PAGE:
In the concurring opinion quoted above from Duke Energy, Commissioner Clements recognizes the possibility that fast-tracking interconnection of replacement generation or storage “may facilitate . . . engineering efficiencies . . . and lower overall costs,” particularly when the replacement reduces harmful emissions. But she proceeds to ask why replacement interconnection policy “should not be applied in a fairer manner [viz., consistent with open-access] that allows any developer of new generation to replace existing generation . . . .”? The recent decisions granting fast-track waivers only to incumbents provide either no or (at best) dubious answers to this obvious question.

The majority opinion in Duke Energy contends that fast-tracking only incumbents but not “new entrants” is warranted because “owners of existing generation have already gone through an interconnection process and faced cost responsibility for any network upgrades that may have been necessary.” These putative justifications for discrimination fail. Generation being retired was connected to the transmission grid decades ago, before open access, when there was no “interconnection process” to speak of, other than a prudent investment prerequisite to inclusion in rates. For example, the retired generation being replaced for which FERC granted a fast-track waiver in Indianapolis Power & Light became operational in 1969, 27 years before Order No. 888 ushered in the OATT and 34 years before Order 2003 extended open access to grid interconnections and generator replacements.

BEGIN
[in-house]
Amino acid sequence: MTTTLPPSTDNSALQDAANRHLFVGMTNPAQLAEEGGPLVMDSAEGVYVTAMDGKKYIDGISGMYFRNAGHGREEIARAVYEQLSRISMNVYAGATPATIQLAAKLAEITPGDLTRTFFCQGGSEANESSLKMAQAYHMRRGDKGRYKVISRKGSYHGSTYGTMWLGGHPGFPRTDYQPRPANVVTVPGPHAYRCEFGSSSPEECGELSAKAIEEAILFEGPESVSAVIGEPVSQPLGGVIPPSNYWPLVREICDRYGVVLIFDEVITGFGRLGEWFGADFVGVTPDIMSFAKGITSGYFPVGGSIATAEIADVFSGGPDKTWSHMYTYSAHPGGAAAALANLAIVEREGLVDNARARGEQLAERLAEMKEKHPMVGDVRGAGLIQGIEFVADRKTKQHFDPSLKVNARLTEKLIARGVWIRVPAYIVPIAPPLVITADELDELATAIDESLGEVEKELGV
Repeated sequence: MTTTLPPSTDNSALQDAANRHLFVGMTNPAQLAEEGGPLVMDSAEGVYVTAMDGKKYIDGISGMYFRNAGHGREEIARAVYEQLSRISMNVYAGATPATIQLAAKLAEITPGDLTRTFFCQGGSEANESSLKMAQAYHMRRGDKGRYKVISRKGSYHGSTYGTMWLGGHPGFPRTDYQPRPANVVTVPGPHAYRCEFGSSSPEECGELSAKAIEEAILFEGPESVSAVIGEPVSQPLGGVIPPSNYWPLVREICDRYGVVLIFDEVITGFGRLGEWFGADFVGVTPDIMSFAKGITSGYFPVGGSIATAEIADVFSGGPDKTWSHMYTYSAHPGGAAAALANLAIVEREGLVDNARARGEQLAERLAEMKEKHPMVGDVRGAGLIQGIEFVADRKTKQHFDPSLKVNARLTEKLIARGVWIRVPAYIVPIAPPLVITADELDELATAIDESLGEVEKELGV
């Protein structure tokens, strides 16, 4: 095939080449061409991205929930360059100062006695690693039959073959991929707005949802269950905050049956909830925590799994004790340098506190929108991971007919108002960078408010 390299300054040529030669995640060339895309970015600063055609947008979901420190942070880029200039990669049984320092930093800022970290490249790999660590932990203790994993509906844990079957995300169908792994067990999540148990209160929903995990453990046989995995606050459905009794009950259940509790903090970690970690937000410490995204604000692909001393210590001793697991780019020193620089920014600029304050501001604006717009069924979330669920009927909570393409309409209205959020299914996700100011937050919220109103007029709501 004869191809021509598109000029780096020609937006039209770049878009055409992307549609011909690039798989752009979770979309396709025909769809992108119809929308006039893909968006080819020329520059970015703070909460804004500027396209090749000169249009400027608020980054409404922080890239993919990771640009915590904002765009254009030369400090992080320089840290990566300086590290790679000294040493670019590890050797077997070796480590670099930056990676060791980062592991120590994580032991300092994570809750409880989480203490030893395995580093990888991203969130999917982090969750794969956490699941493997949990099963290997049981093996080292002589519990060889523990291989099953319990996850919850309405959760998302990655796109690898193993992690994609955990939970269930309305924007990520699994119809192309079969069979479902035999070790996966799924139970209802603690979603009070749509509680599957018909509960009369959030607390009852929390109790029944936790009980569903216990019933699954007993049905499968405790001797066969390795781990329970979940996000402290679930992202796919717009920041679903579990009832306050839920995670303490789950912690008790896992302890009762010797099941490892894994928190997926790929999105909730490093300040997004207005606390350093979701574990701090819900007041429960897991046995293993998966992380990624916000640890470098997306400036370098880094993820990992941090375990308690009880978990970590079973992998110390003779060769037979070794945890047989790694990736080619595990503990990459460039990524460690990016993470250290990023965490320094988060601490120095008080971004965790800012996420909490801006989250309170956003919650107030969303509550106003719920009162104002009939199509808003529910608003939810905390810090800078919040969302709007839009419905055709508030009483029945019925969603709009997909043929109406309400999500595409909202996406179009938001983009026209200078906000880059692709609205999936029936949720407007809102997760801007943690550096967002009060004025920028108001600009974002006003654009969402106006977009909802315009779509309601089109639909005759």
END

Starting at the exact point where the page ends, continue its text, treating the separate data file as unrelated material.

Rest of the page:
The “cost responsibility” contention is yet less credible. It presupposes that the incumbent has any unrecovered investment in the network upgrades that were required for an interconnection made decades earlier; in other words, the incumbent would have “stranded costs,” which Order No. 888 explicitly sought to avoid in the transition to open access. But no costs are stranded from investments in ancient network upgrades; under all prevailing ratemaking schemes, the incumbent long ago recovered those costs in rates paid to it by captive or contract customers. Denying those same rate-paying customers today access to replacement generation or storage from new entrant competitors that offer a product superior to that offered by the incumbent cannot be defended as sound policy consistent with non-discriminatory open access principles.

Fast-tracking the replacement generator or storage interconnection process, per se, may or may not prove good regulatory policy. It may incentivize transmission providers to devote more resources to speed up the processing of all interconnection requests—thawing the habitually glacial interconnection queues that succeed in connecting almost nothing. It may also cause FERC and transmission operators to rethink and eliminate limitations on generator interconnection replacements. Many of those limitations have never made any sense, but simply thwart open access. These include requirements setting very long lead times on advance notice that a generator is going to be retired, very short deadlines on when the replacement must become operational, and, most nonsensical, requirements that the incumbent generator owner retain all or some percentage ownership in the replacement source of power. Fast-tracking should apply to all proposed replacements, whether from the incumbent generator or new entrant, whichever makes more economic and environmental sense.

Open access demands equal scoops, and not all for incumbents.

Open access demands equal scoops, and not all for incumbents.

Rather than being applied fairly, sans discrimination, consistent with open access, recent FERC orders waiving interconnection procedures only for incumbents have not been analyzed or explained coherently. Rather, those orders have “sleep-walked” away from nondiscriminatory open access. As a U.S. Court of Appeals analogized (and Commissioner Clements quoted), “putting existing generators first in line is not akin ‘to an office-wide ice-cream social’ in which ‘the boss who pays for the event[] takes a scoop’ but rather is more like a situation where the boss is ‘in line for six scoops out of every ten’ . . . .” Open access demands equal scoops, and not all for incumbents. Electricity consumers deserve access to the purveyor of the most economical ice cream and electricity.